Consumer Attorney Services, P.A. (“CAS”), The McCann Law Group, LLP (“MLG”), and Brenda McCann (“McCann”) (collectively “the Defendants”) appeal the trial court’s denial of summary judgment against the Attorney General of Indiana (“Attorney General”). We affirm in part and reverse in part.

The issues before us are:
I. whether MLG, CAS, and McCann are exempt from liability under the Credit Services Organization Act under that Act’s exemption for attorneys;
II. whether MLG, CAS, and McCann are exempt from liability under the Mortgage Rescue Protection Fraud Act under that Act’s exemption for attorneys;
III. whether MLG, CAS, and McCann are exempt from liability under the Home Loan Practices Act; and
IV. whether MLG, CAS, and McCann are exempt from liability under the Deceptive Consumer Sales Act. * * *

MLG/CAS is entitled to summary judgment on the Attorney General’s claims against it under the CSOA, the MRPFA, and the HLPA, and as to the claim under the DCSA based upon violations of the CSOA. We reverse the denial of summary judgment with respect to those claims and direct that summary judgment be entered in MLG/CAS’s favor. MLG/CAS is not entitled to summary judgment on the independent DCSA claim for deceptive representations, and we affirm the denial of summary judgment as to MLG/CAS to that extent. McCann personally is not entitled to summary judgment on any of the Attorney General’s claims, and we affirm the denial of summary judgment as to her in its entirety. In conclusion, we presume the Indiana Supreme Court Disciplinary Commission is well aware of MLG/CAS’s and McCann’s activities in this state, given its punishment of Jackson for his association with MLG/CAS.

In James E. Saylor v. State of Indiana, a 23-page opinion, Chief Judge Vaidik writes:
James E. Saylor was convicted of molesting his stepdaughter, pled guilty to being a habitual offender, and was sentenced to 138 years. We affirmed on direct appeal. Saylor then sought post-conviction relief raising numerous issues, including that his trial counsel was ineffective for conceding his guilt to two counts of Class A felony child molesting during closing argument and that his guilty plea to the habitual-offender charge was not knowing, voluntary, and intelligent because he did not personally waive his right to a jury trial.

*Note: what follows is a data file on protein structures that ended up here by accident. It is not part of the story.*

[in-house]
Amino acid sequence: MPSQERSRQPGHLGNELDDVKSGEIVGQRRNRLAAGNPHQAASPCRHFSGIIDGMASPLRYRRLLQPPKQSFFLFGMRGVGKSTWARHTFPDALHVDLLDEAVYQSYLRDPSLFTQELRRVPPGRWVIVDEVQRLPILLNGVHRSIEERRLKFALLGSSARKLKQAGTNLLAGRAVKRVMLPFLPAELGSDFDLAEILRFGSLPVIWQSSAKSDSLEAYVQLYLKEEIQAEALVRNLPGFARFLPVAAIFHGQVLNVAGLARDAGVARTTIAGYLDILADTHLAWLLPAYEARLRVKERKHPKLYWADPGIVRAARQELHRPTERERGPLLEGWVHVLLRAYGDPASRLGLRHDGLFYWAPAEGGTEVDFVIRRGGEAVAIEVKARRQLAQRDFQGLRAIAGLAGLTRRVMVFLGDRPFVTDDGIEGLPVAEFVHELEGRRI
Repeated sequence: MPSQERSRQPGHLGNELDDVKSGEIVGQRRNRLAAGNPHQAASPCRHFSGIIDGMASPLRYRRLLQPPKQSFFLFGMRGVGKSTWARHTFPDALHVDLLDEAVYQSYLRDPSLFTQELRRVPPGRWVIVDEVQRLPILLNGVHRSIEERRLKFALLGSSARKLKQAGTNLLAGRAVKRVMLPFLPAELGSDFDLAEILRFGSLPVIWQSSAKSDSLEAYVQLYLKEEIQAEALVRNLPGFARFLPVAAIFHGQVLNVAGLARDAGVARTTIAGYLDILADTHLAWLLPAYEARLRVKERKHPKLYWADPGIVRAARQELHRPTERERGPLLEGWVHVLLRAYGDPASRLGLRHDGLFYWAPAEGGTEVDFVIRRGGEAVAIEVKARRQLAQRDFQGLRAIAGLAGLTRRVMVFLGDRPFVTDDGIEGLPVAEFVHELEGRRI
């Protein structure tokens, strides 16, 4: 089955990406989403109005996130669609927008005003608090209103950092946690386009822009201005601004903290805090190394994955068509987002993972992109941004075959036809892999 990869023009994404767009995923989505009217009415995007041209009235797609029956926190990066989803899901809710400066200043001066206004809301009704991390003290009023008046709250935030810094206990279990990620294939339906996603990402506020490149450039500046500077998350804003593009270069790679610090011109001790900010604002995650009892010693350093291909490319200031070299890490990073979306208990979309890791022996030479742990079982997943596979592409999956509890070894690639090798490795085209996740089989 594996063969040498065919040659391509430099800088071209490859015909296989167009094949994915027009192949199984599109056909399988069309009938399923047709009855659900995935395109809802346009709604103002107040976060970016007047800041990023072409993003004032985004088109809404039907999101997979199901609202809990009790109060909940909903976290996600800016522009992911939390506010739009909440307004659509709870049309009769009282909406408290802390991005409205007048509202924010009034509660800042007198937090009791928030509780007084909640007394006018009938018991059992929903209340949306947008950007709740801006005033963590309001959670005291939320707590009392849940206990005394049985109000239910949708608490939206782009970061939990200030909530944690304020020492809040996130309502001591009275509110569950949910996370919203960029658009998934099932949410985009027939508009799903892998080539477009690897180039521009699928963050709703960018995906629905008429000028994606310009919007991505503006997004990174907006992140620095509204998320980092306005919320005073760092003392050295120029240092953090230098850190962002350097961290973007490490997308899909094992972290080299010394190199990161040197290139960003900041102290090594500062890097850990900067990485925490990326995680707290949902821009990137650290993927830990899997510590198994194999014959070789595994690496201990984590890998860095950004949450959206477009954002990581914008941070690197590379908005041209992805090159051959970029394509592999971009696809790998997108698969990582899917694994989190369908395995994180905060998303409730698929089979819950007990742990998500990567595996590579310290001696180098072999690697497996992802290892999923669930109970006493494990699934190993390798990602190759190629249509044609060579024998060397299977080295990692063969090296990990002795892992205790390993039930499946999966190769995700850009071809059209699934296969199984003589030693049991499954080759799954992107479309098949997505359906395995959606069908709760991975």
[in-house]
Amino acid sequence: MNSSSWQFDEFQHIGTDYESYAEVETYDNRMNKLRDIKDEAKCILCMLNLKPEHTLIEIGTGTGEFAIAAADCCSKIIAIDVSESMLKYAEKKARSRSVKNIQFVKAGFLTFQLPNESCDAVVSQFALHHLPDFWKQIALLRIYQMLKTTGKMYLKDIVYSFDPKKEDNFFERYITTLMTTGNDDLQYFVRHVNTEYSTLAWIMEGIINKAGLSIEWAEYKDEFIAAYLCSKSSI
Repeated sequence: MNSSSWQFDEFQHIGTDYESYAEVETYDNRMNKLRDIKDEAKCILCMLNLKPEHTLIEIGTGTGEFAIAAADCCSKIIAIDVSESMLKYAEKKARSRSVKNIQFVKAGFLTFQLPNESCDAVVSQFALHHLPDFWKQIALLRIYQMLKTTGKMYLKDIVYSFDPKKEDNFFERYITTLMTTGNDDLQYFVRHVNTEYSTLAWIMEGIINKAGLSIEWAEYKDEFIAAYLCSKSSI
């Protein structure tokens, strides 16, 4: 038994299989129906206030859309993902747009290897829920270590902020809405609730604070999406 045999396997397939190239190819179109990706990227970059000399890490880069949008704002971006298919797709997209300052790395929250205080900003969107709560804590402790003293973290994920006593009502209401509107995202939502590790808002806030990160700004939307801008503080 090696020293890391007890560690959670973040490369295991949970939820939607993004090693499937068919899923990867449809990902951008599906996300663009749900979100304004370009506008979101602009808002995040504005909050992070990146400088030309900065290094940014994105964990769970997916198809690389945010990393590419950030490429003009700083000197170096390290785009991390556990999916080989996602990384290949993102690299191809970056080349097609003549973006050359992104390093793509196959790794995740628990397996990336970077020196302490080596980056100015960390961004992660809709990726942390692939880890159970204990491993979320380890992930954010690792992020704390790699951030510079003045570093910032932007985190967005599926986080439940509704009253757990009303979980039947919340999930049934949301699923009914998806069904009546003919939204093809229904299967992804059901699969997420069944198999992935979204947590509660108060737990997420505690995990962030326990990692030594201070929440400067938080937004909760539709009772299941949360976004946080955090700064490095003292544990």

As for Saylor’s ineffective-assistance claim, Saylor’s defense at trial was that he did not commit the crimes, and defense counsel consistently argued this during closing argument. Nevertheless, in making a point about the State’s medical evidence, defense counsel inadvertently said that Saylor “was not the only person that was having sex with” the victim. Given Saylor’s consistent defense and the fact that the State did not capitalize on this statement during its rebuttal argument, we find that defense counsel’s inadvertent statement, although a mistake, was not a judicial admission to two counts of Class A felony child molesting. And in light of the overwhelming evidence of Saylor’s guilt, we find that there is not a reasonable probability that, but for defense counsel’s mistake, the result of the proceeding would have been different.

As for Saylor’s argument that he did not personally waive his right to a jury trial on the habitual-offender charge, the Indiana Supreme Court recently reaffirmed the personal-waiver requirement when a defendant proceeds to a bench trial in Horton v. State, No. 79S02-1510-CR-628 (Ind. Apr. 21, 2016). Although this case involves a guilty plea—and not a bench trial like in Horton—and there is a different statute that governs guilty pleas, we find that the same rationale applies when a defendant waives his right to a jury trial when pleading guilty. Accordingly, because Saylor did not personally waive his right to a jury trial— rather, his attorney did—when he pled guilty to being a habitual offender, we vacate his habitual-offender adjudication and remand for a new trial on that charge. We affirm the post-conviction court on all other issues that Saylor raises.

NFP civil decisions today (3):

N.H. v. Indiana Department of Child Services (mem. dec.)

Boubacar Mbengue v. Karen M. Novak (mem. dec.)

In the Term. of the Parent-Child Relationship of: J.P. and C.P., Minor Children, and C.T., Mother v. Ind. Dept. of Child Services (mem. dec.)

NFP criminal decisions today (5):

Marvon Cole v. State of Indiana (mem. dec.)

Craylon D. Bell v. State of Indiana (mem. dec.)

Larry Fulbright v. State of Indiana (mem. dec.)

William L. Howard v. State of Indiana (mem. dec.)

Philip H. Chamberlain v. State of Indiana (mem. dec.)

Posted by Marcia Oddi on May 23, 2016 11:40 AM
Posted to Ind. App.Ct. Decisions